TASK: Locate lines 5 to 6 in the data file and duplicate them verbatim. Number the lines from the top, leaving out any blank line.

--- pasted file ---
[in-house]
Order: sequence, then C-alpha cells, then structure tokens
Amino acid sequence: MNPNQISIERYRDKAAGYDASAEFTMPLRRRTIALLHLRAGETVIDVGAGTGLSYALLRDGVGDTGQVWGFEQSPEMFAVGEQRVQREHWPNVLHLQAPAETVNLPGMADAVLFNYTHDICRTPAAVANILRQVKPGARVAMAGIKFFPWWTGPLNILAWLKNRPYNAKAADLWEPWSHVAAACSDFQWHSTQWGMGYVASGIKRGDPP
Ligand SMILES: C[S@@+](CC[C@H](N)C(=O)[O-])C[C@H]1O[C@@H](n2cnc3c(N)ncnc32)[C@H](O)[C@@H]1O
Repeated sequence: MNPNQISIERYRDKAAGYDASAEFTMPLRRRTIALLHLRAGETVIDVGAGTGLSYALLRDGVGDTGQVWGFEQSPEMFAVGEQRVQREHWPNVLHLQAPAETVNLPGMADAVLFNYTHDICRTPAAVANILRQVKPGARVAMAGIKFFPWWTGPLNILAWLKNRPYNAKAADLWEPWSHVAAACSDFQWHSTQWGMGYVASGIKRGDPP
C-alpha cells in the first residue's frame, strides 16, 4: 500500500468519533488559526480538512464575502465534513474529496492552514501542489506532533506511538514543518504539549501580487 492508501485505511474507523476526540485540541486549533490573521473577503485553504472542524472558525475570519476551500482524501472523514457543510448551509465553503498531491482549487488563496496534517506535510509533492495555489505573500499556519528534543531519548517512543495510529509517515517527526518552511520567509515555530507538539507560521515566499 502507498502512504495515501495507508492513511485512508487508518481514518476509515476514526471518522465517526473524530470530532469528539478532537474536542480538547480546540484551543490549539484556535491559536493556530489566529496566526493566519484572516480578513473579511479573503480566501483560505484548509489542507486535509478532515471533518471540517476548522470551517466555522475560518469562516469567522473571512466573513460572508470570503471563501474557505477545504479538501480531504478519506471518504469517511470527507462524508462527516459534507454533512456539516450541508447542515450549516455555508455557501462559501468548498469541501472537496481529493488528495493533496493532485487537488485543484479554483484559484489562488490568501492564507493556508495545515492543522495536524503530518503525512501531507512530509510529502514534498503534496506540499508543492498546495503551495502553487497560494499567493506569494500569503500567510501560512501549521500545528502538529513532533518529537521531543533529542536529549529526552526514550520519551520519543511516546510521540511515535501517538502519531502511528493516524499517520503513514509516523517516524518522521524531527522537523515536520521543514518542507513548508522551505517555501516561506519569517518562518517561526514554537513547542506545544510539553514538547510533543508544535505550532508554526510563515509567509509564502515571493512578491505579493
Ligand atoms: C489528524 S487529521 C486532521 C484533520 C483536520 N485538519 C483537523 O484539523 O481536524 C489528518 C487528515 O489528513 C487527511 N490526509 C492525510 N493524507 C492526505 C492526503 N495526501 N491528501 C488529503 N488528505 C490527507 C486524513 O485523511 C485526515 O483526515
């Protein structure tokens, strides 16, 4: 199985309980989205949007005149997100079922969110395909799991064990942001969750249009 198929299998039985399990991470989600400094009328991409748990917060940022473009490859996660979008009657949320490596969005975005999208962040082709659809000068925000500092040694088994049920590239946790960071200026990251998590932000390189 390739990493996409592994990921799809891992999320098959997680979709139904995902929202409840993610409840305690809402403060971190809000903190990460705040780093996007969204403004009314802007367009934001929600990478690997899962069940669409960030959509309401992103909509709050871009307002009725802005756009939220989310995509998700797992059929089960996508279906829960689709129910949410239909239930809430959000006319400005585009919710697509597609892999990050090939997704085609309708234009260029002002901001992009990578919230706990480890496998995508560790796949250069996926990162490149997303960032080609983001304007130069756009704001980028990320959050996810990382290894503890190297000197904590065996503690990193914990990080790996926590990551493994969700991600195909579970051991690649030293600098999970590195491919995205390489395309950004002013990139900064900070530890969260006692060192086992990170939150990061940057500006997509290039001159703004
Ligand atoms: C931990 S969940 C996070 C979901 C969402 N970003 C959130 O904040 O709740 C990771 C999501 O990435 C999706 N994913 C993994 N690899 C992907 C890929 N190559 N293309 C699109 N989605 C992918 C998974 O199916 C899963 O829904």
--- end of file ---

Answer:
Repeated sequence: MNPNQISIERYRDKAAGYDASAEFTMPLRRRTIALLHLRAGETVIDVGAGTGLSYALLRDGVGDTGQVWGFEQSPEMFAVGEQRVQREHWPNVLHLQAPAETVNLPGMADAVLFNYTHDICRTPAAVANILRQVKPGARVAMAGIKFFPWWTGPLNILAWLKNRPYNAKAADLWEPWSHVAAACSDFQWHSTQWGMGYVASGIKRGDPP
C-alpha cells in the first residue's frame, strides 16, 4: 500500500468519533488559526480538512464575502465534513474529496492552514501542489506532533506511538514543518504539549501580487 492508501485505511474507523476526540485540541486549533490573521473577503485553504472542524472558525475570519476551500482524501472523514457543510448551509465553503498531491482549487488563496496534517506535510509533492495555489505573500499556519528534543531519548517512543495510529509517515517527526518552511520567509515555530507538539507560521515566499 502507498502512504495515501495507508492513511485512508487508518481514518476509515476514526471518522465517526473524530470530532469528539478532537474536542480538547480546540484551543490549539484556535491559536493556530489566529496566526493566519484572516480578513473579511479573503480566501483560505484548509489542507486535509478532515471533518471540517476548522470551517466555522475560518469562516469567522473571512466573513460572508470570503471563501474557505477545504479538501480531504478519506471518504469517511470527507462524508462527516459534507454533512456539516450541508447542515450549516455555508455557501462559501468548498469541501472537496481529493488528495493533496493532485487537488485543484479554483484559484489562488490568501492564507493556508495545515492543522495536524503530518503525512501531507512530509510529502514534498503534496506540499508543492498546495503551495502553487497560494499567493506569494500569503500567510501560512501549521500545528502538529513532533518529537521531543533529542536529549529526552526514550520519551520519543511516546510521540511515535501517538502519531502511528493516524499517520503513514509516523517516524518522521524531527522537523515536520521543514518542507513548508522551505517555501516561506519569517518562518517561526514554537513547542506545544510539553514538547510533543508544535505550532508554526510563515509567509509564502515571493512578491505579493